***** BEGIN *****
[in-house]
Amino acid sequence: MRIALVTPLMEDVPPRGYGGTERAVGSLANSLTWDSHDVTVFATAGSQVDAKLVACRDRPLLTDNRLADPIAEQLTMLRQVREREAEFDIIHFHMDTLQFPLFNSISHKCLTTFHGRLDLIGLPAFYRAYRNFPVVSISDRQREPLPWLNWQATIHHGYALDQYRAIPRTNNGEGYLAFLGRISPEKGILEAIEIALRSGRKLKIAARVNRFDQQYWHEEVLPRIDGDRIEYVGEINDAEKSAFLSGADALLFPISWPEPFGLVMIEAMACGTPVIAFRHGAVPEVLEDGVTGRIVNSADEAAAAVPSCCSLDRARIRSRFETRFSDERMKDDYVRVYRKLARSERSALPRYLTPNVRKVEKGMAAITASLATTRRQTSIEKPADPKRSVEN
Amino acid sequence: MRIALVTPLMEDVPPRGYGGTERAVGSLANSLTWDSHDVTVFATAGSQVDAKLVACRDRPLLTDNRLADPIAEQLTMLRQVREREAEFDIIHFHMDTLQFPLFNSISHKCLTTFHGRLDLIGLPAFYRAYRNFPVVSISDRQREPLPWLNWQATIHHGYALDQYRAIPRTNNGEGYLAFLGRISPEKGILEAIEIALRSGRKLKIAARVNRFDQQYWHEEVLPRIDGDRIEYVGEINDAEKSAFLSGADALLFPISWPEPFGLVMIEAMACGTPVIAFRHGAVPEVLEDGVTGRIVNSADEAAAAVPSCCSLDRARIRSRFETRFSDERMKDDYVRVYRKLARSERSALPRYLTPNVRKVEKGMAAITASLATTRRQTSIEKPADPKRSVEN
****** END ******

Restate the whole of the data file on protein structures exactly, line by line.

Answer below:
[in-house]
Amino acid sequence: MRIALVTPLMEDVPPRGYGGTERAVGSLANSLTWDSHDVTVFATAGSQVDAKLVACRDRPLLTDNRLADPIAEQLTMLRQVREREAEFDIIHFHMDTLQFPLFNSISHKCLTTFHGRLDLIGLPAFYRAYRNFPVVSISDRQREPLPWLNWQATIHHGYALDQYRAIPRTNNGEGYLAFLGRISPEKGILEAIEIALRSGRKLKIAARVNRFDQQYWHEEVLPRIDGDRIEYVGEINDAEKSAFLSGADALLFPISWPEPFGLVMIEAMACGTPVIAFRHGAVPEVLEDGVTGRIVNSADEAAAAVPSCCSLDRARIRSRFETRFSDERMKDDYVRVYRKLARSERSALPRYLTPNVRKVEKGMAAITASLATTRRQTSIEKPADPKRSVEN
Amino acid sequence: MRIALVTPLMEDVPPRGYGGTERAVGSLANSLTWDSHDVTVFATAGSQVDAKLVACRDRPLLTDNRLADPIAEQLTMLRQVREREAEFDIIHFHMDTLQFPLFNSISHKCLTTFHGRLDLIGLPAFYRAYRNFPVVSISDRQREPLPWLNWQATIHHGYALDQYRAIPRTNNGEGYLAFLGRISPEKGILEAIEIALRSGRKLKIAARVNRFDQQYWHEEVLPRIDGDRIEYVGEINDAEKSAFLSGADALLFPISWPEPFGLVMIEAMACGTPVIAFRHGAVPEVLEDGVTGRIVNSADEAAAAVPSCCSLDRARIRSRFETRFSDERMKDDYVRVYRKLARSERSALPRYLTPNVRKVEKGMAAITASLATTRRQTSIEKPADPKRSVEN